1. A confession before God (vs.1-2)
2. An address to his enemies (vs. 3-4)
3. A talk with himself (vs. 5-7)
4. An admonishment to others (vs. 8-10)
5. A reverence for God (vs.11-12)
1. What do we learn about ourselves from this Psalm?
2. What do we learn about God in this Psalm?
3. Is there a lesson for you in this Psalm?
4. What choices does the Psalmist make in this Psalm?
Quotes from “The Treasury of David” C.H. Spurgeon
Ver. 1. “Truly my soul waiteth upon God, etc. In the use of means, for answers of prayer, for performance of promises, and for deliverance from enemies, and out of every trouble: or, is silent, as the Targum; not as to prayer, but as to murmuring; patiently and quietly waiting for salvation until the Lord’s time come to give it; being subject to him, as the Septuagint, Vulgate, Latin, Arabic, and Ethiopic versions; resigned to his will, and patient under his afflicting hand: it denotes a quiet, patient waiting on the Lord, and not merely bodily exercise in outward ordinances; but an inward frame of spirit, a soul waiting on the Lord, and that in truth and reality, in opposition to mere form and show.” (John Gill)
Ver. 1. “Waiteth. Waiting is nothing else but hope and trust lengthened.” (John Trapp)
Ver. 6-7. “Twice in this Psalm hath he repeated this, in the second and in the sixth verses, He is my rock and my salvation, and my defence, and (as it is enlarged in the seventh verse) my refuge and my glory. If my defence, what temptation shall wound me? If my rock, what storm shall shake me? If my salvation, what melancholy shall defeat me? If my glory, what calumny shall defame me?” (John Dunne)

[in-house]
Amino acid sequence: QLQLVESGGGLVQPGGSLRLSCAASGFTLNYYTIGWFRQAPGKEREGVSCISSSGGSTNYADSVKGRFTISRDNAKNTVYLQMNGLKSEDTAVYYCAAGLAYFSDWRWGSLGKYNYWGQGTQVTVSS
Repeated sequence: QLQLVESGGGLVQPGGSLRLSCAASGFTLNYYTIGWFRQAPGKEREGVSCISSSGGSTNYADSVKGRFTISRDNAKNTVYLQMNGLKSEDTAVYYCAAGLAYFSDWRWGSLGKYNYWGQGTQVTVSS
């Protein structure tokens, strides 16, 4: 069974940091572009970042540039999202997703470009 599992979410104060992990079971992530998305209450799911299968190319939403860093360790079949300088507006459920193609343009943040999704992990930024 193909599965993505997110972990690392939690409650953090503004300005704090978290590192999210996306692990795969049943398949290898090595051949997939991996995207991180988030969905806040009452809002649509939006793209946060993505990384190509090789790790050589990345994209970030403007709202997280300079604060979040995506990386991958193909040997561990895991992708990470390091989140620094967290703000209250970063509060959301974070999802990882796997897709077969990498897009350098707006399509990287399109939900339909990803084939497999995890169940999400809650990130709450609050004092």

Quote from Matthew Henry’s Commentary:
Ver. 8 “To converse with God: Pour out your heart before him. The expression seems to allude to the pouring out of the drink-offerings before the Lord. When we make a penitent confession of sin our hearts are therein poured out before God, 1Sa 7:6. But here it is meant of prayer, which, if it be as it should be, is the pouring out of the heart before God. We must lay our grievances before him, offer up our desires to him with all humble freedom, and then entirely refer ourselves to his disposal, patiently submitting our wills to his: this is pouring out our hearts.”